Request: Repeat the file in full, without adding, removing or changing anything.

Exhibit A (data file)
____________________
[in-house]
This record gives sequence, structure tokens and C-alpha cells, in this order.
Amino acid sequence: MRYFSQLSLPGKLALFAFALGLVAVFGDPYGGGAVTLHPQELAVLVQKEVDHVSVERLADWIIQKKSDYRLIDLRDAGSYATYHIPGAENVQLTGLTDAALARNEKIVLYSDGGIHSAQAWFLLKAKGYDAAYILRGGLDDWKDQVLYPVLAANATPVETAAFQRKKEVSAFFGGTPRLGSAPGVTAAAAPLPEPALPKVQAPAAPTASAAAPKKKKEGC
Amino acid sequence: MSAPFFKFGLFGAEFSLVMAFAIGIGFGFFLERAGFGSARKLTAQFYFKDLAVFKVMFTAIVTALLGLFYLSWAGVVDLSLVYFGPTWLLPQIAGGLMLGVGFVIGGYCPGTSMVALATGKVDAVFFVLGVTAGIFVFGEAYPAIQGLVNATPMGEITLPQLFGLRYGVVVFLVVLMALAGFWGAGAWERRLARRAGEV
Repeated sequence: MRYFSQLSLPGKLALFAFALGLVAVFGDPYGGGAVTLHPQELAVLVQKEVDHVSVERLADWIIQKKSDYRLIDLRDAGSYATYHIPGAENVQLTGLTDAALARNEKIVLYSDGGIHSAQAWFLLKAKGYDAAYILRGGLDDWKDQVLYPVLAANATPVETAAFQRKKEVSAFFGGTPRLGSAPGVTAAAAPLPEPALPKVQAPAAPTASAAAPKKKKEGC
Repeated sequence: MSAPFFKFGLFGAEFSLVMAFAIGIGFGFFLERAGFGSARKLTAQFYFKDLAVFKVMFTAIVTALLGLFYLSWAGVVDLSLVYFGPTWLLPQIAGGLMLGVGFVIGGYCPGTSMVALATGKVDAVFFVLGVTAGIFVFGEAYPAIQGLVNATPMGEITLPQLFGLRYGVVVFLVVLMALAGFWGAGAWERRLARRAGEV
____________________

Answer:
[in-house]
This record gives sequence, structure tokens and C-alpha cells, in this order.
Amino acid sequence: MRYFSQLSLPGKLALFAFALGLVAVFGDPYGGGAVTLHPQELAVLVQKEVDHVSVERLADWIIQKKSDYRLIDLRDAGSYATYHIPGAENVQLTGLTDAALARNEKIVLYSDGGIHSAQAWFLLKAKGYDAAYILRGGLDDWKDQVLYPVLAANATPVETAAFQRKKEVSAFFGGTPRLGSAPGVTAAAAPLPEPALPKVQAPAAPTASAAAPKKKKEGC
Amino acid sequence: MSAPFFKFGLFGAEFSLVMAFAIGIGFGFFLERAGFGSARKLTAQFYFKDLAVFKVMFTAIVTALLGLFYLSWAGVVDLSLVYFGPTWLLPQIAGGLMLGVGFVIGGYCPGTSMVALATGKVDAVFFVLGVTAGIFVFGEAYPAIQGLVNATPMGEITLPQLFGLRYGVVVFLVVLMALAGFWGAGAWERRLARRAGEV
Repeated sequence: MRYFSQLSLPGKLALFAFALGLVAVFGDPYGGGAVTLHPQELAVLVQKEVDHVSVERLADWIIQKKSDYRLIDLRDAGSYATYHIPGAENVQLTGLTDAALARNEKIVLYSDGGIHSAQAWFLLKAKGYDAAYILRGGLDDWKDQVLYPVLAANATPVETAAFQRKKEVSAFFGGTPRLGSAPGVTAAAAPLPEPALPKVQAPAAPTASAAAPKKKKEGC
Repeated sequence: MSAPFFKFGLFGAEFSLVMAFAIGIGFGFFLERAGFGSARKLTAQFYFKDLAVFKVMFTAIVTALLGLFYLSWAGVVDLSLVYFGPTWLLPQIAGGLMLGVGFVIGGYCPGTSMVALATGKVDAVFFVLGVTAGIFVFGEAYPAIQGLVNATPMGEITLPQLFGLRYGVVVFLVVLMALAGFWGAGAWERRLARRAGEV